A trenchless method of repair for some sections was necessary, as the force main ran through a park, down roadways and into a high school property. Due to these factors, a full dig-and-replace would have been a major disruption to the surrounding residence and businesses. Utilizing the InsituMain CIPP product and epoxy resin, Insituform installed nine liners to rehabilitate 4,125 ln ft of 36-in. PCCP pipe.
Meeting Design Requirements
The Santa Ana River Watershed (SAWPA) Inland Empire brine line was constructed between the 1970s and 1990s, and provides a facility for exporting salt from inland areas to the ocean. Salty wastewater from industrial facilities is redirected from the local wastewater treatment plant to the line, reducing the salt discharged from treatment plants into the Santa Ana River, helping to protect the plants and animals dependent on lower salt content in the water, and helping to reduce the salt percolating into inland and groundwater basins.
In 2011, a brine spill was reported near the intersection of Temescal Canyon Road and Cabot Road in Corona, Calif. Subsequent excavation of the line in this location revealed the pipeline failed with a longitudinal crack along the invert through a joint. At the time of failure, the pipeline had an estimated pressure of 34 psi. The pipe material at this location was confirmed to be 24-in. PVC IPEX Centurion DR 51 pipe with an internal pressure rating of 80 psi. The pressure rating and sensitive contents of the line meant that the solution had to meet rigorous specifications.
In September 2012, SAWPA convened a panel of experts who evaluated the pipeline condition and recommended the use of cured-in-place pressure pipe to repair the existing PVC pipeline. Insituform implemented the rehabilitation of the brine line in 2017 based on the engineering recommendations of the expert panel. At its end, the project included almost 11,000 ft of 24-in. pipe, engineered to exacting specifications using the reinforced CIPP product.
Preventing Risk in a Sensitive Area
The city of West Palm Beach, Fla., embarked on one of the largest projects of its kind in 2016 to rehabilitate a more than 40-year-old PCCP force main using a fiber-reinforced cured-in-place pipe solution. A condition assessment of the primary force main carrying the entire sewage flow for the city of West Palm Beach and the town of Palm Beach concluded that the number of pipe segments with broken wire wraps—with breaks ranging from 5 to 100 broken wires per 20-ft segment—provided a significant risk of failure.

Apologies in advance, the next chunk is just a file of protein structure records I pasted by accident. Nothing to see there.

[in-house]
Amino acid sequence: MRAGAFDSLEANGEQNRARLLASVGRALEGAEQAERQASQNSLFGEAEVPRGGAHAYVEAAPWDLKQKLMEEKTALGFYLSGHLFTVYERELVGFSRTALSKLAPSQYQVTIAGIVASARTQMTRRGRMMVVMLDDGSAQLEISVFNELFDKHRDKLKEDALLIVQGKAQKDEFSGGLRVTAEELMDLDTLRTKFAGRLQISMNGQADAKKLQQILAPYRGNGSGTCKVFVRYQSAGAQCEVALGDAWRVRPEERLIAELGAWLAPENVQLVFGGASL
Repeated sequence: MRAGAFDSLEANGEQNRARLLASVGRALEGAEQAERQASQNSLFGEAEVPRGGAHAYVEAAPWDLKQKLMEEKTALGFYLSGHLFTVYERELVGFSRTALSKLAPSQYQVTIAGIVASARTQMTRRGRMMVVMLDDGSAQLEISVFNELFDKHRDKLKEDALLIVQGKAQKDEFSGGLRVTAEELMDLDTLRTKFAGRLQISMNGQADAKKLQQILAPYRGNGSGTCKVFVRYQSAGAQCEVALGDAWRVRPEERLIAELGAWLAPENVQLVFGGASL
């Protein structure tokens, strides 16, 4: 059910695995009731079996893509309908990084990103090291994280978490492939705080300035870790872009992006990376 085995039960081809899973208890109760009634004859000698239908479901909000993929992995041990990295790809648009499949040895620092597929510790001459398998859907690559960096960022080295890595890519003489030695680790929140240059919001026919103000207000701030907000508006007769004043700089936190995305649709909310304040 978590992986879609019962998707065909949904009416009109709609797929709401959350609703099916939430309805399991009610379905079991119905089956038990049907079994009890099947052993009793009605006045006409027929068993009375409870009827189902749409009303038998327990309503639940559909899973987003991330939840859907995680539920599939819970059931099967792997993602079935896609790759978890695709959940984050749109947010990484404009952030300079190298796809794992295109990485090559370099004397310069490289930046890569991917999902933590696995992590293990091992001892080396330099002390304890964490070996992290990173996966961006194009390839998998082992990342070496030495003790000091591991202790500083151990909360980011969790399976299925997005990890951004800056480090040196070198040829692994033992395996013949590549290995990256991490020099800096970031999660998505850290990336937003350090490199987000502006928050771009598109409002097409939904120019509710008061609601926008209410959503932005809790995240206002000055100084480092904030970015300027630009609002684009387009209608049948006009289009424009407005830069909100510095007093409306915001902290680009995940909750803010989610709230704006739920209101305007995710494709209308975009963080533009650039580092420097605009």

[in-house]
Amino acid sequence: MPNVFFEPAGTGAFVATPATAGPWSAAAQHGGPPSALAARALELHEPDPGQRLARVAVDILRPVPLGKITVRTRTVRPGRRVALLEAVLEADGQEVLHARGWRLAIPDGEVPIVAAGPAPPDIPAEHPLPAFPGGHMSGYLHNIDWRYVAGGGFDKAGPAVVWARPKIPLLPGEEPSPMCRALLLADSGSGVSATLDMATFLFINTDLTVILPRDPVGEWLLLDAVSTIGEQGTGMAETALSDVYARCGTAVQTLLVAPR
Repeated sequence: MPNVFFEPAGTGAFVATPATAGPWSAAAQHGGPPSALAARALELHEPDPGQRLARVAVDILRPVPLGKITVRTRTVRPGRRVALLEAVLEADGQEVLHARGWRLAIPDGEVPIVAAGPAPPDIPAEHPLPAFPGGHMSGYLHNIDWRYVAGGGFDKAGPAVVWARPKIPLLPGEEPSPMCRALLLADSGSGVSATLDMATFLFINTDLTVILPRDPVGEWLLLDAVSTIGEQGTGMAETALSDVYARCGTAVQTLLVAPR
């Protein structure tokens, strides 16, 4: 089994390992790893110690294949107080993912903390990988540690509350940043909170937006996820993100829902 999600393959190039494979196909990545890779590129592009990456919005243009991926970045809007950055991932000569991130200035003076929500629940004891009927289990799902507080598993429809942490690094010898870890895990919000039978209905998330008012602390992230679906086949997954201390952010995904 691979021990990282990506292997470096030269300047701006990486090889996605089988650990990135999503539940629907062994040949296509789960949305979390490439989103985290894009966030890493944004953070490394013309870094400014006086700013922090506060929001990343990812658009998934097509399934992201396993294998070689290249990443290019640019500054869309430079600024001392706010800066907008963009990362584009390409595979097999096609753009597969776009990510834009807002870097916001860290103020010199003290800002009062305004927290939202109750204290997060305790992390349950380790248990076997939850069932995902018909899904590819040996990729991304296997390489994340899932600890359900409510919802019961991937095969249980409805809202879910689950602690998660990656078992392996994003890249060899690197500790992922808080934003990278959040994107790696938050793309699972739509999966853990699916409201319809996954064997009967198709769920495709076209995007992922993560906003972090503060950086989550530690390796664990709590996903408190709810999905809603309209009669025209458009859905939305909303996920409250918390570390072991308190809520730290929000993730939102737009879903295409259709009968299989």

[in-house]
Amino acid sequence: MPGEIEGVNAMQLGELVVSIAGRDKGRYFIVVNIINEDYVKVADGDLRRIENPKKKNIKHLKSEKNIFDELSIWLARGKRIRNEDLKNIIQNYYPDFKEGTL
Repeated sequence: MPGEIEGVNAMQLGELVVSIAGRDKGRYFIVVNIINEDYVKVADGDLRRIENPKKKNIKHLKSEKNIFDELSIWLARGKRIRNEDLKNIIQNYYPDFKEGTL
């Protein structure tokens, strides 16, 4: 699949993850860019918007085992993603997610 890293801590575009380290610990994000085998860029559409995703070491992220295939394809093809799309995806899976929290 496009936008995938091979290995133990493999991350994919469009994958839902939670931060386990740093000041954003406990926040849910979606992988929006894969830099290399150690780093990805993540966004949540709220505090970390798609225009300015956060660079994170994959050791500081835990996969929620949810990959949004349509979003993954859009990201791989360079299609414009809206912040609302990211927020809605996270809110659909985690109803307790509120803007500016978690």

With a maximum average operating pressure of 25 psi and surge pressure of 35 psi, the pipe required a structural solution. For this type of project, open-cut or traditional slip-lining is normally used. However, open-cut was ruled out due to project costs and disruption to homeowners and the golf course due to removal and replacement. It also was determined that traditional slip-lining would result in too great of a diameter reduction for the flow capacity of the line. Together with Jacobs Engineering and West Palm Beach, the project was designed with materials to withstand the required pressure rating of the 48-in.-diameter line. CIPP was selected to rehabilitate the pipe; it is one of the first rehabilitation projects to use fiber-reinforced CIPP at this pressure, diameter and length.
The bypass and installation footprint traveled across the fairways and through the ponds of Bear Lakes Country Club, a condo parking lot and common grounds, and roughly a dozen backyard easements of houses on the golf course property, as well as along a canal and through a middle school easement. Minimizing risk to both homeowners and the community were so important to the success of the project that a public relations firm was contracted to help with communication.